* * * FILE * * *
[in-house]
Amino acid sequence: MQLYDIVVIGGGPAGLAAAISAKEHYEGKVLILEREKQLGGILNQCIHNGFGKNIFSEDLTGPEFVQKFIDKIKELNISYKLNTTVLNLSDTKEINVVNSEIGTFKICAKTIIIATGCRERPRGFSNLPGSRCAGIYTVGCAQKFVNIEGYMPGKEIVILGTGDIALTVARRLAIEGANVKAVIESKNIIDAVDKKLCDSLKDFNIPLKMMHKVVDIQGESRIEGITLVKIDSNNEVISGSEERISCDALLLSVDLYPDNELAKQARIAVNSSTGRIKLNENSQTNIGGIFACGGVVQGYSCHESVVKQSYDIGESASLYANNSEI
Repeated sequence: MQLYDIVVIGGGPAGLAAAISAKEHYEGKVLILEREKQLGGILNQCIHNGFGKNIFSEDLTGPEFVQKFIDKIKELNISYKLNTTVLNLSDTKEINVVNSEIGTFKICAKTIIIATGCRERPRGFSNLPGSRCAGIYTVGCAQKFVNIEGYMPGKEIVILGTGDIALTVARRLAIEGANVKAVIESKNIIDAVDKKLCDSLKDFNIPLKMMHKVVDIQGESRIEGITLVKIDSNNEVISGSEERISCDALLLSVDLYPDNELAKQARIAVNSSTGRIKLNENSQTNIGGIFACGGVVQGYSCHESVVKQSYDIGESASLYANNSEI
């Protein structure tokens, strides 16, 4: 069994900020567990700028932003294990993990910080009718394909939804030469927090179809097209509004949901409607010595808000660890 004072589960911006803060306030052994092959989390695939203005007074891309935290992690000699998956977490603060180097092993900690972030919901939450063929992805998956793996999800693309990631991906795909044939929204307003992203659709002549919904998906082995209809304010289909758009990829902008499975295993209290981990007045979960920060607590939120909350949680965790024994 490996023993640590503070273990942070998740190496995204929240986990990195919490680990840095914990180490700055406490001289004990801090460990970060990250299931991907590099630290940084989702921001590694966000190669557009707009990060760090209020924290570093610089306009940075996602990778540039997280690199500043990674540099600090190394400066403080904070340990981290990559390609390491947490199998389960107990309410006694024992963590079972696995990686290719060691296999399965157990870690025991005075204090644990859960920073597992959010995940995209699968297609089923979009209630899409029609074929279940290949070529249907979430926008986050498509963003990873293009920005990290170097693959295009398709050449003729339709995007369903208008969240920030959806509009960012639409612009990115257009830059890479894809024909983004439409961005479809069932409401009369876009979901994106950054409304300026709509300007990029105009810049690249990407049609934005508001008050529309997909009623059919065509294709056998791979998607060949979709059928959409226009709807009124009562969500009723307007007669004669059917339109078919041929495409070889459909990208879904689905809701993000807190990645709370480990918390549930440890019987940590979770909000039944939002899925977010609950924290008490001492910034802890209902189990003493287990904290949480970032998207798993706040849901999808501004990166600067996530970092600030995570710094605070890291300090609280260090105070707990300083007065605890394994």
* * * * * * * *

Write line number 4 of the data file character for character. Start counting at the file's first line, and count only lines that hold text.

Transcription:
């Protein structure tokens, strides 16, 4: 069994900020567990700028932003294990993990910080009718394909939804030469927090179809097209509004949901409607010595808000660890 004072589960911006803060306030052994092959989390695939203005007074891309935290992690000699998956977490603060180097092993900690972030919901939450063929992805998956793996999800693309990631991906795909044939929204307003992203659709002549919904998906082995209809304010289909758009990829902008499975295993209290981990007045979960920060607590939120909350949680965790024994 490996023993640590503070273990942070998740190496995204929240986990990195919490680990840095914990180490700055406490001289004990801090460990970060990250299931991907590099630290940084989702921001590694966000190669557009707009990060760090209020924290570093610089306009940075996602990778540039997280690199500043990674540099600090190394400066403080904070340990981290990559390609390491947490199998389960107990309410006694024992963590079972696995990686290719060691296999399965157990870690025991005075204090644990859960920073597992959010995940995209699968297609089923979009209630899409029609074929279940290949070529249907979430926008986050498509963003990873293009920005990290170097693959295009398709050449003729339709995007369903208008969240920030959806509009960012639409612009990115257009830059890479894809024909983004439409961005479809069932409401009369876009979901994106950054409304300026709509300007990029105009810049690249990407049609934005508001008050529309997909009623059919065509294709056998791979998607060949979709059928959409226009709807009124009562969500009723307007007669004669059917339109078919041929495409070889459909990208879904689905809701993000807190990645709370480990918390549930440890019987940590979770909000039944939002899925977010609950924290008490001492910034802890209902189990003493287990904290949480970032998207798993706040849901999808501004990166600067996530970092600030995570710094605070890291300090609280260090105070707990300083007065605890394994």